Ethics Now & Then 57 – Avot 4:6

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Avot 4:6   Rabbi Yishmael bar Rabbi Yosei said: One who studies Torah in
                 order to teach, is given the means to study and to teach; and
                one who studies in order to practice, is given the means to study
                and to teach, to observe and to practice.

4:6 Rabbi Yishmael bar Rabbi Yosei said:

Rabbi Yishmael son of Rabbi Yosei lived in the latter part of the 2nd century. He had such a depth of knowledge of the Scriptures that it was believed he could write it all by memory. He was a teacher of the renowned sage Rabbi Yehudah haNasi, who once praised him for his great humility. Not one’s usual picture of a serious sage, Rabbi Yishmael was stocky and muscular and also, at one time, served as an official for the Roman government together with Rabbi Eliezer ben Simeon. They would apprehend thieves and bandits who would prey on travelers until, as it is said, the prophet Elijah spoke to them and advised them to resign and to let the Romans do their own “dirty work.” With his excellent memory and depths of understanding he entered many successful debates with those who challenged the truth or authority of the Scriptures.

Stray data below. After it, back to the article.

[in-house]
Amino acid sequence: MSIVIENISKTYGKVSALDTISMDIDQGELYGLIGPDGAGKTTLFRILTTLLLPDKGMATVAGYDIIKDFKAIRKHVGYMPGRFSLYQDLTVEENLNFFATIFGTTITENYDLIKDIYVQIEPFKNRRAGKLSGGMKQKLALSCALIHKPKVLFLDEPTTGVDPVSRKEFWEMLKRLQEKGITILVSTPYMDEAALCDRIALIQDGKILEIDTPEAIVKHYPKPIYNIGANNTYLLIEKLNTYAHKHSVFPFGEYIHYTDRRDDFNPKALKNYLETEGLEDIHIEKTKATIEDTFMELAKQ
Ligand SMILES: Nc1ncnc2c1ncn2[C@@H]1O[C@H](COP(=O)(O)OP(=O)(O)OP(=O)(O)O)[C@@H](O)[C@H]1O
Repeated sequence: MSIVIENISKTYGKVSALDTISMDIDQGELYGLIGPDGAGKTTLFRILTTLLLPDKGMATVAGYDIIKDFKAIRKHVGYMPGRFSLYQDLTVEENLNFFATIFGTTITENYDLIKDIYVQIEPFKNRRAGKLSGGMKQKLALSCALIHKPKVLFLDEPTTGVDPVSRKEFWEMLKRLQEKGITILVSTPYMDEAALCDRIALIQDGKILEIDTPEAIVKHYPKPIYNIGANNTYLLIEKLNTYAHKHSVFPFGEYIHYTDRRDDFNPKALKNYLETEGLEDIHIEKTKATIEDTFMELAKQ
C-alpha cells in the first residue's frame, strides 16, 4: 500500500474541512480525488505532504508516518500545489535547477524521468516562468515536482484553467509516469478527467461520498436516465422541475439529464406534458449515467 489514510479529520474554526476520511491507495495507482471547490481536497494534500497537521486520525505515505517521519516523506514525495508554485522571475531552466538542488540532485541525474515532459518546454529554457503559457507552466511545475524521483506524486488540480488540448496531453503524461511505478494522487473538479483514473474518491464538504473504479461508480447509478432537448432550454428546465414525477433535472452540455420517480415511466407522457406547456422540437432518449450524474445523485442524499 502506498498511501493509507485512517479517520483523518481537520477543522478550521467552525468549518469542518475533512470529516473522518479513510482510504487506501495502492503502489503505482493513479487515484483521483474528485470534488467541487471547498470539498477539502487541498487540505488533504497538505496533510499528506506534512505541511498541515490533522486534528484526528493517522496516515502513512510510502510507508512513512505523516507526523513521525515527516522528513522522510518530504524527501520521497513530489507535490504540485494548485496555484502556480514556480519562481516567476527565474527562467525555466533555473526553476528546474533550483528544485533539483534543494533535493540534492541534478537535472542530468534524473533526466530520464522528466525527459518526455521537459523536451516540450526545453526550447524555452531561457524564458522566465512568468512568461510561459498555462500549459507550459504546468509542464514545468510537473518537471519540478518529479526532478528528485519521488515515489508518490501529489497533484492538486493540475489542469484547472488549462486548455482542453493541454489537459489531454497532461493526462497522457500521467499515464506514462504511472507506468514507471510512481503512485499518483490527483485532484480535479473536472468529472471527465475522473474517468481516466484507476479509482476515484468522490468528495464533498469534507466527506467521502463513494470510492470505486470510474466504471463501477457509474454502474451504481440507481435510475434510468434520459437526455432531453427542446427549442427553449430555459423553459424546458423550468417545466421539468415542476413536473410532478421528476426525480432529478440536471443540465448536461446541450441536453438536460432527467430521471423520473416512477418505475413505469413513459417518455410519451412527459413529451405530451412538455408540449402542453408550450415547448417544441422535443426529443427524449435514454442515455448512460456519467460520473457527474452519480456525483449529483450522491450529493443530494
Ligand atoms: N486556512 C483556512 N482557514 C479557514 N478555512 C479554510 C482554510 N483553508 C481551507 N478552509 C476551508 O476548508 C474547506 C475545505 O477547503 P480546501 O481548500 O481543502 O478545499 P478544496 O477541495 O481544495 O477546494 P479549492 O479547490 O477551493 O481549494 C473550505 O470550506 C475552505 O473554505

One who studies Torah in order to teach, is given the means to study and to teach; and one who studies in order to practice, is given the means to study and to teach, to observe and to practice.